Legal and political challenges await state Rep. Naomi Gonzalez, D-El Paso, after she was arrested Thursday morning on suspicion of driving while intoxicated.
Gonzalez, 34, did not return phone calls after she bonded out of the Travis County Jail on Thursday afternoon.
An arrest affidavit said that a Breathalyzer test showed that Gonzalez had a blood alcohol content of .164, which is twice the legal limit. The affidavit said she told officers that she had one beer and a mixed drink-- one at midnight and the other at 1 a.m.
The affidavit also said that the officer who interviewed her said he noticed that she had glassy and bloodshot eyes and that the smell of alcohol became stronger the more she spoke. The officer also said her speech was slurred, the affidavit said.
"Never once did Ms. Gonzalez ask how the other people involved in the crash were doing, but she cried about how she had worked so hard to get where she was," an officer wrote in the arrest affidavit.
Gonzalez allegedly crashed her BMW into a Fiat about 2 a.m. at the intersection of Barton Springs and Congress in Austin. The Fiat then hit a bicyclist, a woman in her 30s, according to information from police and emergency medical services officials.
A passenger in the Fiat, the woman cyclist and Gonzalez were taken to hospitals, but none had serious injuries, according to officials.
Gonzalez, who is a lawyer, released a statement Thursday evening through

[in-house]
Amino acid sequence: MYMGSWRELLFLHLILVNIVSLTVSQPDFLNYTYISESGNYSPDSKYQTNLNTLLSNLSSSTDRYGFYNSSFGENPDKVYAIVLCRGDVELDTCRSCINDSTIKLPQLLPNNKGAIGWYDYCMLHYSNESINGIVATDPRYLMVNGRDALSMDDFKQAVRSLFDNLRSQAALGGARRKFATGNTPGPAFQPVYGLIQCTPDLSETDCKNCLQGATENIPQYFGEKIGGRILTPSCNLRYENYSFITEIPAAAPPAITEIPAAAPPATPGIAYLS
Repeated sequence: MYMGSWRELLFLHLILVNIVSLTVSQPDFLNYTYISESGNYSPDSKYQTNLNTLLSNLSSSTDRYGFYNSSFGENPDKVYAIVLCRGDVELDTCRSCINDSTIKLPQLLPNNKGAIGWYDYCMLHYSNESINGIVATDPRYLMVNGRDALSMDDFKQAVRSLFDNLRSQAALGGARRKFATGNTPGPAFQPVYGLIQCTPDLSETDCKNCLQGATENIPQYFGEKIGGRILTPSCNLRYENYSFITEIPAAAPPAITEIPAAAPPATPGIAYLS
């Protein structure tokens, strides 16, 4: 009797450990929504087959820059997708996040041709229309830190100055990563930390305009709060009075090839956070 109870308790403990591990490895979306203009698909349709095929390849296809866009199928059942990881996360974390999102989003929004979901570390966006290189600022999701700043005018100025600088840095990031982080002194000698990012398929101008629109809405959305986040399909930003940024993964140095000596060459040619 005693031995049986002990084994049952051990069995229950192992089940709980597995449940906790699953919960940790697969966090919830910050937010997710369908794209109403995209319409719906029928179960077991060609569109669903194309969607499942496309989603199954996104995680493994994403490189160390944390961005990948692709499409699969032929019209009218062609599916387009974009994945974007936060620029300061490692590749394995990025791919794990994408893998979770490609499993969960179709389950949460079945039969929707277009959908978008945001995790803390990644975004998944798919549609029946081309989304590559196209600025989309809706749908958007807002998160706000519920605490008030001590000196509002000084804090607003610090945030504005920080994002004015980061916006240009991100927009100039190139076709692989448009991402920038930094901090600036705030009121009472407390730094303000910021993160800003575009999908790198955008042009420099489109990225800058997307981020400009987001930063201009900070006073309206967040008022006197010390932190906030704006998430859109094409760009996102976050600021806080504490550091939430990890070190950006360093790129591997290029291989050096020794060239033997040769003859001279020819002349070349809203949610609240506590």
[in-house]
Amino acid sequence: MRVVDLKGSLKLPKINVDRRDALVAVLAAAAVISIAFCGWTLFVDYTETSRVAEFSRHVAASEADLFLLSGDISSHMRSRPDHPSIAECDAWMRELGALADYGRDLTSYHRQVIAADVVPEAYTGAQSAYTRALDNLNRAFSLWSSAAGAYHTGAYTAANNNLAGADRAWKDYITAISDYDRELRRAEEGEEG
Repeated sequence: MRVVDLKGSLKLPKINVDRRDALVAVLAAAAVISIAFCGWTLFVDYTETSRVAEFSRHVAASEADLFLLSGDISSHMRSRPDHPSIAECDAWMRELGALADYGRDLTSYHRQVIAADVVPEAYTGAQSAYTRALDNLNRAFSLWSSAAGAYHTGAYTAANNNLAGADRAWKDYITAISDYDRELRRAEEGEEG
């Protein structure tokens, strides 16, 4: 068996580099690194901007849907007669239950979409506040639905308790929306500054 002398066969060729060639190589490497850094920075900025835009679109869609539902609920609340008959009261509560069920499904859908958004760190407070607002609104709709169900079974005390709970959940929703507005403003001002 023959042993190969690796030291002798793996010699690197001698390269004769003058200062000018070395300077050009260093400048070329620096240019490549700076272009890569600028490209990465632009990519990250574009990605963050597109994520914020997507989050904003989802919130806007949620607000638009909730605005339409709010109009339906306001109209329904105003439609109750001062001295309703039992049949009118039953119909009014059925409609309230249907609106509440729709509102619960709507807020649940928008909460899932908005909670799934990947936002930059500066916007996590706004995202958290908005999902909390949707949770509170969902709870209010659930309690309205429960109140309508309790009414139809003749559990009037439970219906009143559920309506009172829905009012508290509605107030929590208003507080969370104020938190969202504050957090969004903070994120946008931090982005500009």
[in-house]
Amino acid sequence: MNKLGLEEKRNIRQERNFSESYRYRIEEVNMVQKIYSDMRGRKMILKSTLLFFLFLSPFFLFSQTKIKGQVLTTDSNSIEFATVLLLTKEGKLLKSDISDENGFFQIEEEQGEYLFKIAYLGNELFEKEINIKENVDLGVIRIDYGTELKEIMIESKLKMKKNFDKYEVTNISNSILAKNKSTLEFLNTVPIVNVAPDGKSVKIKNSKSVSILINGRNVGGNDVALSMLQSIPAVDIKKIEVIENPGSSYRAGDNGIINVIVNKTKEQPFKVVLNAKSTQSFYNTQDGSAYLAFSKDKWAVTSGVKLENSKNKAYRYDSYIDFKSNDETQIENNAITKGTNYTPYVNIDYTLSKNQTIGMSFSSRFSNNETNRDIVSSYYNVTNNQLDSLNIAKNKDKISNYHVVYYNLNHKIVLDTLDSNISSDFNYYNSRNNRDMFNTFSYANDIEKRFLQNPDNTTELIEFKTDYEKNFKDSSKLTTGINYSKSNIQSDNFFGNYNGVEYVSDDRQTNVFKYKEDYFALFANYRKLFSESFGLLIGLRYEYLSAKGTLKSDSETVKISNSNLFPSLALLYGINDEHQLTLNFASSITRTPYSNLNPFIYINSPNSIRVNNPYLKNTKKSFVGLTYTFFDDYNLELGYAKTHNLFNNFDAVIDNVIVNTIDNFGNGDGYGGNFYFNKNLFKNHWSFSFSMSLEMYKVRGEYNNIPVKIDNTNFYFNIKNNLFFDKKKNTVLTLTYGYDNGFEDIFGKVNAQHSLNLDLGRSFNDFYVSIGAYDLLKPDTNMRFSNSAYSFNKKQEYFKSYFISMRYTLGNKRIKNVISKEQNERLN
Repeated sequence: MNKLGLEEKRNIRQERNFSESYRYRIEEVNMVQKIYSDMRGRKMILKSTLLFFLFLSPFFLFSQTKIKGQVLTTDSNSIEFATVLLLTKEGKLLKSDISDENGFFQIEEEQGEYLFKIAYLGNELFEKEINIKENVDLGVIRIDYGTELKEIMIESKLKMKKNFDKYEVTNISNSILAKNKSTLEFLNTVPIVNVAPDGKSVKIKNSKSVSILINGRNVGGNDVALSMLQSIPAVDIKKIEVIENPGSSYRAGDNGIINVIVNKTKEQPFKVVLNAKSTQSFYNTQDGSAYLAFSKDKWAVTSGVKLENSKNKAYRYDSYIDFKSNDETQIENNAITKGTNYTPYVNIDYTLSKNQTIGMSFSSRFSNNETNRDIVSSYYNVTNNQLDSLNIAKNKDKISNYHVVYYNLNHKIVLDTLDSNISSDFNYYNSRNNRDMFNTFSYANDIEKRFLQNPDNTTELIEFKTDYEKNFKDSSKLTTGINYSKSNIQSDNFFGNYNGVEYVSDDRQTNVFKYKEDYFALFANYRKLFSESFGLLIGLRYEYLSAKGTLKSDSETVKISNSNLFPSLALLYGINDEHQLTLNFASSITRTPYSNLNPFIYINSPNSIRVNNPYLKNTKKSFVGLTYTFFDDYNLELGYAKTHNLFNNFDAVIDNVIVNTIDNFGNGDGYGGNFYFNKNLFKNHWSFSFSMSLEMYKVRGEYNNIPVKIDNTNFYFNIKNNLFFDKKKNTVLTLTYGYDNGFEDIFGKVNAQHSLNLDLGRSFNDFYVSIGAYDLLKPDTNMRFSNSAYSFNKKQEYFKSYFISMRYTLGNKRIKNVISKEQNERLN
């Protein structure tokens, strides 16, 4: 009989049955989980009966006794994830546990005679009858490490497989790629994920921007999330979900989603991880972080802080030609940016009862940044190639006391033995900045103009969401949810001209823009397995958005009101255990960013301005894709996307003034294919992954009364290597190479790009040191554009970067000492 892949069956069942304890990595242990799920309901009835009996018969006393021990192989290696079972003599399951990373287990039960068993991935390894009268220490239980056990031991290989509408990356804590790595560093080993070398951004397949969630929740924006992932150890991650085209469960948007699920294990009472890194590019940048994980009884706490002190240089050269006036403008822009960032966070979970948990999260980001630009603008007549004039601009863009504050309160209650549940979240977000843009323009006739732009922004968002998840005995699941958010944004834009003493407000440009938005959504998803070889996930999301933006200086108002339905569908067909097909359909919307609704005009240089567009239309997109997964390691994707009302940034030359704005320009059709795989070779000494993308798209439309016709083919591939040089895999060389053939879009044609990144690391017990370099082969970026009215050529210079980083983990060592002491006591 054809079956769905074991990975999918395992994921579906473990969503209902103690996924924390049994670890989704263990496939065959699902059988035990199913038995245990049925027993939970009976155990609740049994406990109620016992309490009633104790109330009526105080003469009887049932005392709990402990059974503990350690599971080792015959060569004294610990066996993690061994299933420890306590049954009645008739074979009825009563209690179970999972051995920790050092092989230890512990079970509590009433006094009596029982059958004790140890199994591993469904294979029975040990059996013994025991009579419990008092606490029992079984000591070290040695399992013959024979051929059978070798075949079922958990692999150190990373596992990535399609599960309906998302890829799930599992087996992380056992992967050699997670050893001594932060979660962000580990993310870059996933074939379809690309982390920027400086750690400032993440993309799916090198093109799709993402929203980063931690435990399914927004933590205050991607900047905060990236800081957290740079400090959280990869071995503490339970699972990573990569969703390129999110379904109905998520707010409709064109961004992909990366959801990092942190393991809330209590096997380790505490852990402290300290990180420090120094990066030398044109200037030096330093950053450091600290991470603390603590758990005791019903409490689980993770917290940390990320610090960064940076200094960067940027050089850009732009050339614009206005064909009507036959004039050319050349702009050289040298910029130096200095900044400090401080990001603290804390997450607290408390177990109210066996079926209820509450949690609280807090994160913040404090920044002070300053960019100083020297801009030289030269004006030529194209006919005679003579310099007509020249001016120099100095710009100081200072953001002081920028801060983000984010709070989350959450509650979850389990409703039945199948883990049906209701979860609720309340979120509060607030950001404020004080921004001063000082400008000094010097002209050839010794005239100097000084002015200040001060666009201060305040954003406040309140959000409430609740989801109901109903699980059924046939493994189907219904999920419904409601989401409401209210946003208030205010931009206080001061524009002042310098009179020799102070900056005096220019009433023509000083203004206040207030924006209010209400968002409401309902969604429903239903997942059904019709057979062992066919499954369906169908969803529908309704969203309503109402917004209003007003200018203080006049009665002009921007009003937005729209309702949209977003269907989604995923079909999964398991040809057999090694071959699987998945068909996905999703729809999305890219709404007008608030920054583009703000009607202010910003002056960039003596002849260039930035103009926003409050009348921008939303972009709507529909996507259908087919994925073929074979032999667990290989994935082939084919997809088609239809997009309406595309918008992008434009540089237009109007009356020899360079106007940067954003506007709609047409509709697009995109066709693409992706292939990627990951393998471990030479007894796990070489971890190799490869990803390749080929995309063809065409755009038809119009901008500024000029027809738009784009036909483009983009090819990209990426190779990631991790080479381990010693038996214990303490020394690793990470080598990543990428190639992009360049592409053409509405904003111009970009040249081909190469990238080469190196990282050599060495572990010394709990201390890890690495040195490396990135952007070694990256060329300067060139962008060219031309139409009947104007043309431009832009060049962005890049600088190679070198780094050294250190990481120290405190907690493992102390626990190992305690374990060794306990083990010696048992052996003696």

her campaign adviser Rick Armendariz of Forma Group.
"Obviously recent events are concerning for me," Gonzalez said in the statement. "However, I would like to say first that my thoughts and prayers go out to the other persons involved. I hope you understand, I won't be commenting further until the legal matters have been resolved.
"I appreciate the support I have received from my family, my colleagues and my friends," Gonzalez said. "I am committed to moving forward and continuing the important work of this legislative session."
It is unclear whether the arrest will affect Gonzalez's political career.
Gonzalez defeated longtime state lawmaker Norma Chavez during a contentious race for the state House in 2010. She eased into her second term this year after running unopposed during an election for House District 76, which covers El Paso's Lower Valley as well as parts of the city's East and Central neighborhoods. During her first session, Gonzalez was named freshman of the year by the Mexican American Legislative Caucus and the Legislative Study Group. Last week, the Texas Chapter of the National Association of Social Workers named her Public Elected Official of the Year.
Gonzalez is vice chairwoman of the House Human Services committee. She is also on the Ways and Means committee, which handles proposals to raise state revenue and levy state taxes or fees, and is a member of the General Investigating and Ethics committee.
Jim Henson, director of the Texas Politics Project at the University of Texas at Austin, said Gonzalez is not the first lawmaker to face charges of driving while intoxicated or to run into legal problems. He said whether those circumstances sink a politician's career depends on how the person handles the situation.
"As hard as a lot of those races have been, it's hard for me to imagine that there is not going to be somebody that's going to want to take political advantage of the difficulty," Henson said. "I would imagine it's going to be a difficult road. People have been able to survive these kinds of things depending on how they handle it, but that's a hard district."
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